There can be no doubt that parents and the community surrounding the parental home play a key role in the indiscipline currently experienced in South African schools. The discussion above revealed that the following actions on the part of the parents tend to play into the hands of this phenomenon that has such deleterious effects on school education and the results thereof: parents over-involved in the affairs of the school, even to the extent of taking over the professional management of the school where they have no right to interfere; parents uninvolved or under-involved in the activities of the school, thereby leaving the schooling of their children entirely in the hands of teachers, a cohort of educators in South Africa that is itself currently still suffering from its own brand of indiscipline; parents not understanding and resultantly neglecting their duties as primary educators of the children at home, leading to the problem of children being left to their own devices; children not receiving the correct guiding, leading, equipping and unfolding on the basis of a sound moral compass rooted in some deep religious commitment, thereby contributing to the lack and loss of moral capital in society, and to the moral bankruptcy of South African society; the dysfunctionality of many parental homes, in some cases unavoidable due to the death of parents, also contributing to the problem. By actively doing some morally deplorable things (such as interfering in school affairs where they have no right) or through the neglect of their duties (such as leaving the education of their children to others), the parent / community factor contributes to the indiscipline currently prevalent in South African schools. In light of this conclusion, it is important for parents to gain insight into the social space where they have to interact with the school and its affairs and also into the fact that their actions in that space should be morally justifiable in that all of those actions should be to the advantage of the parental home itself, the learners, and all the other stake-holding parties in the school.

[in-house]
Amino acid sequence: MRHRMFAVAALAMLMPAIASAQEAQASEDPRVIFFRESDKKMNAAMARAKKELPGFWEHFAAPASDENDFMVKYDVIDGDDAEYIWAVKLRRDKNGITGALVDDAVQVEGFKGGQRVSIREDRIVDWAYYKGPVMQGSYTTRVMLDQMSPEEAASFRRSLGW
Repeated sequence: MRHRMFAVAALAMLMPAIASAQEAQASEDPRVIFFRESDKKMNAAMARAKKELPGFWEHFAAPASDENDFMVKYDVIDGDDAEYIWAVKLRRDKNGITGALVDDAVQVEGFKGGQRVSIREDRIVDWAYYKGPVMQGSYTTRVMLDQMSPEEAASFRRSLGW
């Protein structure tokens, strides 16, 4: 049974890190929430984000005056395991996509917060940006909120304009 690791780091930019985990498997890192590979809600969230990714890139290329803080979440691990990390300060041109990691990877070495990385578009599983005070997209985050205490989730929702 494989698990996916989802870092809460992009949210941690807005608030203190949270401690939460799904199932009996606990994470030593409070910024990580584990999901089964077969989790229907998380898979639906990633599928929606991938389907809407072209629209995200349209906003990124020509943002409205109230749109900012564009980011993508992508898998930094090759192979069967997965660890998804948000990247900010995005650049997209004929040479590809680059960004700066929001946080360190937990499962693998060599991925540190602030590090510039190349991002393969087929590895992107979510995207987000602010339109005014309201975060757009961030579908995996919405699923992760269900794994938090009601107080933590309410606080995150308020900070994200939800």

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Published: 14 May 2020



This article came into being through the combined efforts of the authors, with each contributing 50%.